Energy Efficient Doors

You may be spending more on home heating and cooling than you think. Almost half of the average home’s energy use goes to using the HVAC system, according to the U.S. Department of Energy. The heater and air conditioner aren’t the only parts of your home that contribute to rising heating and cooling costs. Your entry doors also play a role in how efficient your home is.

What do your doors have to do with your heating and cooling costs? Take a look at the ways that entry doors affect energy efficiency and how they can help you to lower your HVAC-related costs.

The R-Value and Efficiency

You’re choosing a new entry door and keep seeing R-values. What is this number, and why should you pay attention to it? The R-value measures the door’s resistance to heat flow. Doors with a higher R-value are better insulated, making them more energy efficient.

Some doors are made from multiple layers of material, such as insulation sandwiched in between steel. To get the true R-value, you need to add the values of the insulation layer and the steel layer.

Doors made from fiberglass and steel (especially those that also contain insulation inside) tend to have the best energy efficiency properties. They’ll do better than a solid glass door or an uninsulated wood door at keeping the cold (or heat) out.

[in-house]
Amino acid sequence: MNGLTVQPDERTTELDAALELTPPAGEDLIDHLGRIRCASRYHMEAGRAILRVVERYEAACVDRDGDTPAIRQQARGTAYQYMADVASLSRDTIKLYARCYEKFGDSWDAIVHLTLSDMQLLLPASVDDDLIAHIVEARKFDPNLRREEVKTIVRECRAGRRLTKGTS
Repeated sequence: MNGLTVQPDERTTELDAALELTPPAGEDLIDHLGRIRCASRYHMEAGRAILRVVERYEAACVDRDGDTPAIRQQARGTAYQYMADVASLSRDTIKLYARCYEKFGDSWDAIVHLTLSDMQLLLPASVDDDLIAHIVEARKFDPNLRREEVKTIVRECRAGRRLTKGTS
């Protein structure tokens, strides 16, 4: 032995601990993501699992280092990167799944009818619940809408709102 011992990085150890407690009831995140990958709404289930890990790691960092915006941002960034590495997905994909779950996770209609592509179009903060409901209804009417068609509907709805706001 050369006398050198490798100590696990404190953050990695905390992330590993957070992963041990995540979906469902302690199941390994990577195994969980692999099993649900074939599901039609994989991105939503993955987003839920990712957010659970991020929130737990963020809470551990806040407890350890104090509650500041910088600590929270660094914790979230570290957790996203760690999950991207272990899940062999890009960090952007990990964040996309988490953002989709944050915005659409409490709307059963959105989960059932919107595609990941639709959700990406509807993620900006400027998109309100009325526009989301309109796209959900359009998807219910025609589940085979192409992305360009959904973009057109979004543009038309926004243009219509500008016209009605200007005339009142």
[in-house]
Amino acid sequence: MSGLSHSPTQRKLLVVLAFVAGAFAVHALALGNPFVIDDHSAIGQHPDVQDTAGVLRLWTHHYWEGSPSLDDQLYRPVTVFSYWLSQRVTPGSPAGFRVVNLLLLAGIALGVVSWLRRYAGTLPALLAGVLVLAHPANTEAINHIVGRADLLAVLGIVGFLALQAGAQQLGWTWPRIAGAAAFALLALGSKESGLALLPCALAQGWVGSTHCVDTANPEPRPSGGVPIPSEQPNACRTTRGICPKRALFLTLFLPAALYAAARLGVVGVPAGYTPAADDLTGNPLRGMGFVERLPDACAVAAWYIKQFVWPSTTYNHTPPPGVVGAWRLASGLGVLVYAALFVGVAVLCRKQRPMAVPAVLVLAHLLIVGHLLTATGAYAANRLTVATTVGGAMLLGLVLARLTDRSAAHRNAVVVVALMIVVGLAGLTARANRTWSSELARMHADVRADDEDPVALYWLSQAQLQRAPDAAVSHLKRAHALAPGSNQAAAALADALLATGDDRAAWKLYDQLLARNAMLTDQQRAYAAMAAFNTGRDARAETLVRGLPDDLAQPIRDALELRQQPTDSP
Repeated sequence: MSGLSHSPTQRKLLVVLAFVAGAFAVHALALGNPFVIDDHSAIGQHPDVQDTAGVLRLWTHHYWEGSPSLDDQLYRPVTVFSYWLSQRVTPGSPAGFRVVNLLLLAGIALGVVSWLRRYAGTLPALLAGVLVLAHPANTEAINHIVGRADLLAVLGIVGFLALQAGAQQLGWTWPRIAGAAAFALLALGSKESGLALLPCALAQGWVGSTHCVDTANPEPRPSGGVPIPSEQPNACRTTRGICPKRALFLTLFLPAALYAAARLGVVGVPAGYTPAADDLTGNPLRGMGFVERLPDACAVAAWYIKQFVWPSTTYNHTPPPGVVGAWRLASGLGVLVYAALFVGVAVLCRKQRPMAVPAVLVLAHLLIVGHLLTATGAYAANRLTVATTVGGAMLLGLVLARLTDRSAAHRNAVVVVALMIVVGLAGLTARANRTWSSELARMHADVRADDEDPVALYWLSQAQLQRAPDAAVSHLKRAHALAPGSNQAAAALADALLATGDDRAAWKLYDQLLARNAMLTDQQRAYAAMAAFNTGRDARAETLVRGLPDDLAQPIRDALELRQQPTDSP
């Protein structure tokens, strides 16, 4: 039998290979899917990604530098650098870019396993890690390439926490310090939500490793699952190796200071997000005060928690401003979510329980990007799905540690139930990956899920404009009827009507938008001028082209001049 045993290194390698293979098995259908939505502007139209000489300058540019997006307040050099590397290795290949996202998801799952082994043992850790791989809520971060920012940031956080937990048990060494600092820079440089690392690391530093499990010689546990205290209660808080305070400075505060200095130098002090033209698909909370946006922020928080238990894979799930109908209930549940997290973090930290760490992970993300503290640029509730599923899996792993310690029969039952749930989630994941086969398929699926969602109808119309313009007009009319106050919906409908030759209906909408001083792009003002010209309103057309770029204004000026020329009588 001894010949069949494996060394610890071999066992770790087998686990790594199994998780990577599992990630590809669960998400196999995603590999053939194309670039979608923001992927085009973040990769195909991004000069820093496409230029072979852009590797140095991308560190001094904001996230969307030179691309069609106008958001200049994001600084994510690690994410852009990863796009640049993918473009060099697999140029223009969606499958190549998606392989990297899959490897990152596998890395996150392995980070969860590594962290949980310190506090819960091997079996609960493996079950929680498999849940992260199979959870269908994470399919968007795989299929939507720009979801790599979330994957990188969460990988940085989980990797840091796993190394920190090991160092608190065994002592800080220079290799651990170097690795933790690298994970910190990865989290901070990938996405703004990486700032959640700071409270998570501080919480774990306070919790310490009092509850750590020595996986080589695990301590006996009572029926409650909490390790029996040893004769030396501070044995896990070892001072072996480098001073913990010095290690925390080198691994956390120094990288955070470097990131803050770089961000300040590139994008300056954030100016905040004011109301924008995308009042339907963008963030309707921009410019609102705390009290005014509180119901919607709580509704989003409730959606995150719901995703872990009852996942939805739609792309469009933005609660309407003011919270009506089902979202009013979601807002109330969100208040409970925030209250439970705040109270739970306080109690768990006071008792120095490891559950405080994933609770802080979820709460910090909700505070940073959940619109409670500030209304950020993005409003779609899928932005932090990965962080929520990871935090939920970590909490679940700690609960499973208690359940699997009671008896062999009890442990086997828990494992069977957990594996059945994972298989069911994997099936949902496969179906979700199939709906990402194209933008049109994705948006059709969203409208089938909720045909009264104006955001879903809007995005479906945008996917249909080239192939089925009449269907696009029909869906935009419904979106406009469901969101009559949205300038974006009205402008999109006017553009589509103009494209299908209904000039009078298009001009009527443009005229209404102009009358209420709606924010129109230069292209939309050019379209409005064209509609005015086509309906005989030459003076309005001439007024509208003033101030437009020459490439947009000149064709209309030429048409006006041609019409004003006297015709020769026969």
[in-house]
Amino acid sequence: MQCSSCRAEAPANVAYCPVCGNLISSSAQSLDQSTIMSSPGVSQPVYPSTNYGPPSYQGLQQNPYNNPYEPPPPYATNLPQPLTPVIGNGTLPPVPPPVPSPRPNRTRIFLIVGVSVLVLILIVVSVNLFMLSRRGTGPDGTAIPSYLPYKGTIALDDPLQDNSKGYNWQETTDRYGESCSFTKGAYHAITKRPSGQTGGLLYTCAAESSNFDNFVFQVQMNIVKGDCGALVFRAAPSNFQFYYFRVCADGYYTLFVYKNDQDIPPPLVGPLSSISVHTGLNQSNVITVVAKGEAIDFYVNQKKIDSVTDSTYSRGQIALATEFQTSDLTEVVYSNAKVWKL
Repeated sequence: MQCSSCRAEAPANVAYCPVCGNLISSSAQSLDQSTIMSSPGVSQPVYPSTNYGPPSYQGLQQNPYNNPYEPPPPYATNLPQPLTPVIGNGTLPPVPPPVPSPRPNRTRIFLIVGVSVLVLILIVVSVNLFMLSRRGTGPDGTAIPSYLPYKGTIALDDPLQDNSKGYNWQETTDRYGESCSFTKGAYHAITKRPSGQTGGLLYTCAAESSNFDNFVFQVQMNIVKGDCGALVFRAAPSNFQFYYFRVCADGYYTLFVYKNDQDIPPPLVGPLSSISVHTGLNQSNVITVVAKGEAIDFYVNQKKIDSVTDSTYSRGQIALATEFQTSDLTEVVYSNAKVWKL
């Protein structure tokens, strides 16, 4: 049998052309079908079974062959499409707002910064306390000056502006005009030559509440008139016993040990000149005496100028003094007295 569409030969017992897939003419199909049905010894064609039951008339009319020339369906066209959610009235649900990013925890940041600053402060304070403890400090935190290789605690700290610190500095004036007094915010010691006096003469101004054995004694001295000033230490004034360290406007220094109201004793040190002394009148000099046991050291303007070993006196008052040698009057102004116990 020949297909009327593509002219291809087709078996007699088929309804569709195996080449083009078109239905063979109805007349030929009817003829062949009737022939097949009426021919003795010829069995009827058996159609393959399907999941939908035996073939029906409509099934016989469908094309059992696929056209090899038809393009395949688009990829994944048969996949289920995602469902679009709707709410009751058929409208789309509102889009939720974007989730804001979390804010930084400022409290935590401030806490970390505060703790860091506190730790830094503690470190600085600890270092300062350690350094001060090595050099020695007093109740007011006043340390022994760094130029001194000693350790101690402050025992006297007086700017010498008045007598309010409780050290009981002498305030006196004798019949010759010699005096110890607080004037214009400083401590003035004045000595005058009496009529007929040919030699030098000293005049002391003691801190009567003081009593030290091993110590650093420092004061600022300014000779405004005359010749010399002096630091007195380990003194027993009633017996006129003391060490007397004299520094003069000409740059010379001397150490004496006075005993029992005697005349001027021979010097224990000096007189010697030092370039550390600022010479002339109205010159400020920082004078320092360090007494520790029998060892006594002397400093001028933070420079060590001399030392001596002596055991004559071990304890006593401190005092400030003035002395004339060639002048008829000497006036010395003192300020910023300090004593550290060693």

The Door Frame

You can have a well-insulated door with a high R-value and still feel a draft when you walk by. While the door itself is important when it comes to energy efficiency, it isn’t the only factor at play. Frames with cracks, gaps, and holes can cause air leaks. This lets the cold winter air in and your warm heated air out (as well as the opposite, warm air in and cold air out, in the summer months).

If you’re replacing the entry doors and the frames are in disrepair, have serious gaps, or are old, it’s time for them to go, too. Replacing the frames with new ones that are solid, don’t let air in/out, and fit the door snugly can improve your home’s energy efficiency.

Frames that are slightly worn may need repairs, not replacement. Small gaps that are under one-quarter of an inch are candidates for caulking. A professional door contractor can assess your frames and advise you on whether they’re salvageable or not. If they are, the pros can repair the gaps and cracks, making the doors more energy efficient.

Adding Insulation

You can add extra insulation by installing a storm door, weather-stripping, or both. Deciding to install a storm door isn’t always necessary, but doing so can boost the efficiency of an older entry door or one that doesn’t have an adequate amount of insulation inside of it. If you do choose to use a storm door, make sure that the glass is high quality.

Glass with a low-emissivity (or low-e) coating helps to stop the heat transfer from one side to the other. While this type of glass may cost you more, it can also save you money on energy costs. Doors that easily let heat transfer through the material can benefit from the addition of a low-e glass storm door.

If a storm door isn’t on your home improvement agenda, make sure that the weather stripping around the door is in good shape. If it’s falling off or falling apart, replace it. This will help to insulate your door and keep the air out.

Do you need a new entry door? Arch Design Window Door Co. has options that can increase your home’s energy efficiency.

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